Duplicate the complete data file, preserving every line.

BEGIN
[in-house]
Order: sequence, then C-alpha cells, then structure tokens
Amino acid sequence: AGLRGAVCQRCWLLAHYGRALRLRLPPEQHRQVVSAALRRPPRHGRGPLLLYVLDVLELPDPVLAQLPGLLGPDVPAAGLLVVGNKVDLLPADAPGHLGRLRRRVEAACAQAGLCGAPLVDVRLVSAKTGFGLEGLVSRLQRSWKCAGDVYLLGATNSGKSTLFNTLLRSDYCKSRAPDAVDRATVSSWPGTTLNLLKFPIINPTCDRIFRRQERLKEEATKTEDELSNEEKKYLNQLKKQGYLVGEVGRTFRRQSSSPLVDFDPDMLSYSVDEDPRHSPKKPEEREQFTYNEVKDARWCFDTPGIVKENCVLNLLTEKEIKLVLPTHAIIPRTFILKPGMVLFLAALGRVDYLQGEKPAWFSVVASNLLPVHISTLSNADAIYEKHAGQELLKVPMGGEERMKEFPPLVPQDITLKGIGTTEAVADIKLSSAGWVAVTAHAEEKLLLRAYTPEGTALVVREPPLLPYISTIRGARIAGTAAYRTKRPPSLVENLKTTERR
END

[in-house]
Order: sequence, then C-alpha cells, then structure tokens
Amino acid sequence: AGLRGAVCQRCWLLAHYGRALRLRLPPEQHRQVVSAALRRPPRHGRGPLLLYVLDVLELPDPVLAQLPGLLGPDVPAAGLLVVGNKVDLLPADAPGHLGRLRRRVEAACAQAGLCGAPLVDVRLVSAKTGFGLEGLVSRLQRSWKCAGDVYLLGATNSGKSTLFNTLLRSDYCKSRAPDAVDRATVSSWPGTTLNLLKFPIINPTCDRIFRRQERLKEEATKTEDELSNEEKKYLNQLKKQGYLVGEVGRTFRRQSSSPLVDFDPDMLSYSVDEDPRHSPKKPEEREQFTYNEVKDARWCFDTPGIVKENCVLNLLTEKEIKLVLPTHAIIPRTFILKPGMVLFLAALGRVDYLQGEKPAWFSVVASNLLPVHISTLSNADAIYEKHAGQELLKVPMGGEERMKEFPPLVPQDITLKGIGTTEAVADIKLSSAGWVAVTAHAEEKLLLRAYTPEGTALVVREPPLLPYISTIRGARIAGTAAYRTKRPPSLVENLKTTERR